2006-05-15

    The edge transport barrier (ETB) produced by the L-H transition was measured by a triple Langmuir probe (LP) at two toroidal sections of the compact helical system (CHS), of which diagnostic method has good time and spatial resolutions. The radial profiles of electron density (n{sub e}), electron temperature (T{sub e}) and space potential (V{sub s}) in the ETB region have different shapes at two different toroidal sections. These profiles are deformed inside the ETB region at one location and are formed with rather smooth variations at the other. These deformations gradually disappear in the deep H-phase (after {approx}15 ms from the transition) and the profiles inside the ETB become similar at both sections. The deformation seems linked to the presence of a non-rotating magnetic island at the rational surface of the rotational transform {iota}/2{pi} = 1.

  5. Intermittent transport in edge plasma with a 3-D magnetic geometry in the Large Helical Device

    International Nuclear Information System (INIS)

    Tanaka, H.; Masuzaki, S.; Ohno, N.; Morisaki, T.; Tsuji, Y.

    2013-01-01

    Blobby plasma transport is a universally observed phenomenon in magnetic confinement devices, and it is considered to be closely related to edge plasma physics. We have investigated such an intermittent event observed inside the divertor region of the Large Helical Device by using a fast-scanning Langmuir probe with two electrodes. Ion saturation current fluctuations showed negative spikes in the divertor leg and positive spikes in the private region. Further, the time delay between the two fluctuations followed a unique trajectory in the positive-skewness region. We found common as well as different fluctuation characteristics between the LHD and tokamaks. We discuss the analysis results in relation to the blob-generation and propagation behaviors in the three-dimensional magnetic geometry around the divertor leg. In addition, we quantitatively estimated the blob propagation velocity and size based on a theoretical assumption

  6. Charge and spin transport in edge channels of a ν=0 quantum Hall system on the surface of topological insulators.

    Science.gov (United States)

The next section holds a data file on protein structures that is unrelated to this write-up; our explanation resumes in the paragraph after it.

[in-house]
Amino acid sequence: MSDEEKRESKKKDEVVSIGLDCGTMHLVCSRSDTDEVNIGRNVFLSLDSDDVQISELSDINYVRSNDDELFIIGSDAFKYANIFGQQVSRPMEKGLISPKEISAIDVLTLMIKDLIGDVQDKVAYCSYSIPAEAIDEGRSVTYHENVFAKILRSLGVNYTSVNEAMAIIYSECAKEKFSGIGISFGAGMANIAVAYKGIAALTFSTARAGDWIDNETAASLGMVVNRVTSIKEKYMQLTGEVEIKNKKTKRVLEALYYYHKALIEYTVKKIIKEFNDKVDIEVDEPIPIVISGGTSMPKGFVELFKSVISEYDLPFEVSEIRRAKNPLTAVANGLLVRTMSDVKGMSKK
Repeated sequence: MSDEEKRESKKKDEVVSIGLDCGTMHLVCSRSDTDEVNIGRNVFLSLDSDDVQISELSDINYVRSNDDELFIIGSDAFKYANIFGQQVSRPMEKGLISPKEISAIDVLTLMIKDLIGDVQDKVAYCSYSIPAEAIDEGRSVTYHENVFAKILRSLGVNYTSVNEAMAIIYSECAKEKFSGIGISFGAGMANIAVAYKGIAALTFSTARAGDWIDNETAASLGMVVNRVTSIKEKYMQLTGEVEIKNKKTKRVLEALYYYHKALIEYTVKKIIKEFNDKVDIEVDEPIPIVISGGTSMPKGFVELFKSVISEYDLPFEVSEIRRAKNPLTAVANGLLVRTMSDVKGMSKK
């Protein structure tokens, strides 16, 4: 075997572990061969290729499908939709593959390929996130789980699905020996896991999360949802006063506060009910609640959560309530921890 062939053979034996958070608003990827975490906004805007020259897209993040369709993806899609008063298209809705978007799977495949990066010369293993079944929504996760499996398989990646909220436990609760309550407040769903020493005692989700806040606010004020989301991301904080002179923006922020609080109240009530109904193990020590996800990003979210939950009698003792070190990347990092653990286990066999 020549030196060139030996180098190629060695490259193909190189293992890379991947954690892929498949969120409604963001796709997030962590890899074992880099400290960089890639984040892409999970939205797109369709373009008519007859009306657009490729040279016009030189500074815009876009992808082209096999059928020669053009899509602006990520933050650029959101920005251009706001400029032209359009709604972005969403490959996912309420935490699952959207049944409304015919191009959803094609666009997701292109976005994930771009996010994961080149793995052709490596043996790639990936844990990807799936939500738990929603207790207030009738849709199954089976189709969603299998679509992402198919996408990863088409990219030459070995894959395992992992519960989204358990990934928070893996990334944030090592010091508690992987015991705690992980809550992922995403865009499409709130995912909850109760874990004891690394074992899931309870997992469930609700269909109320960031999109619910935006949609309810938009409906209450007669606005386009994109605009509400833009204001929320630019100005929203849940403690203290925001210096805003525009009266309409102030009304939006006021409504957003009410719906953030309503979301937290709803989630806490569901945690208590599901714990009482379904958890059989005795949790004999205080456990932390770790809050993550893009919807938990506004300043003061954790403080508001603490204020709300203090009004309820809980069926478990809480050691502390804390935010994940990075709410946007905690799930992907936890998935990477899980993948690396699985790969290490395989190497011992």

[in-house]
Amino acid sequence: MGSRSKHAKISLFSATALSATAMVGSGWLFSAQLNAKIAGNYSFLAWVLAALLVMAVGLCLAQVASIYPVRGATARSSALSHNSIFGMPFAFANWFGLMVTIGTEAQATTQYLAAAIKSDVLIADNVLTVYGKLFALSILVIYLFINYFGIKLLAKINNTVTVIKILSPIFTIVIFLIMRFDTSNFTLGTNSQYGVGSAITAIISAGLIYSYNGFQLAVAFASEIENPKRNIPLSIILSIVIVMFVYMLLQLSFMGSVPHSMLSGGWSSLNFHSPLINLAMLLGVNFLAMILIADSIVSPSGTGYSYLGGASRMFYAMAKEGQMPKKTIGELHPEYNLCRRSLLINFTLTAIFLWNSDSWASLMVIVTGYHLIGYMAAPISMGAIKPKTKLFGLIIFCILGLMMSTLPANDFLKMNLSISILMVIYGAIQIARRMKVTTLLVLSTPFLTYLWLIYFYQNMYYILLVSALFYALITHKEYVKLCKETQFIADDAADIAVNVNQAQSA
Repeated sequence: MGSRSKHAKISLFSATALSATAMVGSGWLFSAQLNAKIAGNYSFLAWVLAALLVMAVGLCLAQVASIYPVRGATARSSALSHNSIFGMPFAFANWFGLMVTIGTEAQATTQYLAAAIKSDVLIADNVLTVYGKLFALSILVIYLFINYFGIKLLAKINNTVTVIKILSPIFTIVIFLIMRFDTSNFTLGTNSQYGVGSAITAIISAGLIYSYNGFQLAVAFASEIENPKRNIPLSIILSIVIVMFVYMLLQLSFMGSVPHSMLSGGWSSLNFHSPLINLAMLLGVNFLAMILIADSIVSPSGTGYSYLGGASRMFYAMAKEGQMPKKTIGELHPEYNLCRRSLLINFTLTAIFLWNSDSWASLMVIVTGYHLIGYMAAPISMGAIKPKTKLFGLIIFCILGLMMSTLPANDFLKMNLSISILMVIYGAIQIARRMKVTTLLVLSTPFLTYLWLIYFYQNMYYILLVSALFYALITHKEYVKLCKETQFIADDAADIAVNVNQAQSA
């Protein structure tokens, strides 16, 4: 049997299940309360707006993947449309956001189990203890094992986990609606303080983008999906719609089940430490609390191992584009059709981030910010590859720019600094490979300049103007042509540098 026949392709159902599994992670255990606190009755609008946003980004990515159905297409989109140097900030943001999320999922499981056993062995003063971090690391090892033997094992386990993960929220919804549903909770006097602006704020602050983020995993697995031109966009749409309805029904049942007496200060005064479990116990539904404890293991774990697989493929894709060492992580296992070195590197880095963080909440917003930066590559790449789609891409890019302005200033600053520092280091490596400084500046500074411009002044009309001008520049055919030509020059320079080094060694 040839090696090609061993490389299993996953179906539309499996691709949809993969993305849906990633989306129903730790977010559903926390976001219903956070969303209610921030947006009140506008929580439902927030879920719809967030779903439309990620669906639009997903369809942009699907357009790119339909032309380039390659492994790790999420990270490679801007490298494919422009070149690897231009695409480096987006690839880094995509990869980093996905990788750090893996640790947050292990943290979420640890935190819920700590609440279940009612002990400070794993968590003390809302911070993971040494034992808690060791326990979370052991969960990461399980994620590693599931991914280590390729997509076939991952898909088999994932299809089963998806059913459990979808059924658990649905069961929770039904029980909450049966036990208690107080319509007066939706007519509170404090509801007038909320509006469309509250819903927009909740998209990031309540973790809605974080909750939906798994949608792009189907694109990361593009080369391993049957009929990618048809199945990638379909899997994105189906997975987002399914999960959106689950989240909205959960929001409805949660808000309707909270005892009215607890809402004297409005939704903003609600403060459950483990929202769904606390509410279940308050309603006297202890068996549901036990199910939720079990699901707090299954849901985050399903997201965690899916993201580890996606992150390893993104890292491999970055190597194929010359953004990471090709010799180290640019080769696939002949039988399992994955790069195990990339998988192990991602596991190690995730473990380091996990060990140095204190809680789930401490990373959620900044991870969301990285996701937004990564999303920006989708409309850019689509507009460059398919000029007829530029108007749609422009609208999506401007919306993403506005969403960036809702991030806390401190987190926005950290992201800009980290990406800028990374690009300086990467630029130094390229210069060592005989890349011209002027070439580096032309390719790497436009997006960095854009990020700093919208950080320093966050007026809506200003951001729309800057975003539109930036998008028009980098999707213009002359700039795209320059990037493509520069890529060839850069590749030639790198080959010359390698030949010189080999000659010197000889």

Morimoto, Takahiro; Furusaki, Akira; Nagaosa, Naoto

    2015-04-10

    Three-dimensional topological insulators of finite thickness can show the quantum Hall effect (QHE) at the filling factor ν=0 under an external magnetic field if there is a finite potential difference between the top and bottom surfaces. We calculate energy spectra of surface Weyl fermions in the ν=0 QHE and find that gapped edge states with helical spin structure are formed from Weyl fermions on the side surfaces under certain conditions. These edge channels account for the nonlocal charge transport in the ν=0 QHE which is observed in a recent experiment on (Bi_{1-x}Sb_{x})_{2}Te_{3} films. The edge channels also support spin transport due to the spin-momentum locking. We propose an experimental setup to observe various spintronics functions such as spin transport and spin conversion.

  7. Formation of edge transport barrier in the ergodic field layer of helical divertor configuration on the Large Helical Device

    International Nuclear Information System (INIS)

    Toi, K; Ohdachi, S; Watanabe, F; Narihara, K; Morisaki, T; Sakakibara, S; Morita, S; Goto, M; Ida, K; Masuzaki, S; Miyazawa, K; Tanaka, K; Tokuzawa, T; Watanabe, K W; Yoshinuma, M

    2006-01-01

    On the Large Helical Device (LHD), low to high confinement (L-H) transition and edge transport barrier (ETB) formation were observed in the low beta regime ((β dia ) dia ): volume-averaged beta derived from diamagnetic measurement) as well as in relatively high beta regime (>1.5%). In most of ETB plasmas electron density preferentially increases in the edge region without a substantial rise of the edge electron temperature. The ETB zone develops inside the ergodic field layer calculated in the vacuum field. The ETB formation strongly destabilizes edge coherent modes such as m/n = 2/3 or 1/2 (m, n: poloidal and toroidal mode numbers), because the plasma edge region is in the magnetic hill. The ETB is partially destroyed by the combination of these edge MHD modes and ELM-like activities. For a particular experimental condition, the forced generation of a sizable m/n = 1/1 magnetic island near the edge by application of external field perturbations facilitates the L-H transition at a lower electron density and suppresses edge MHD modes and ELM-like activities to lower levels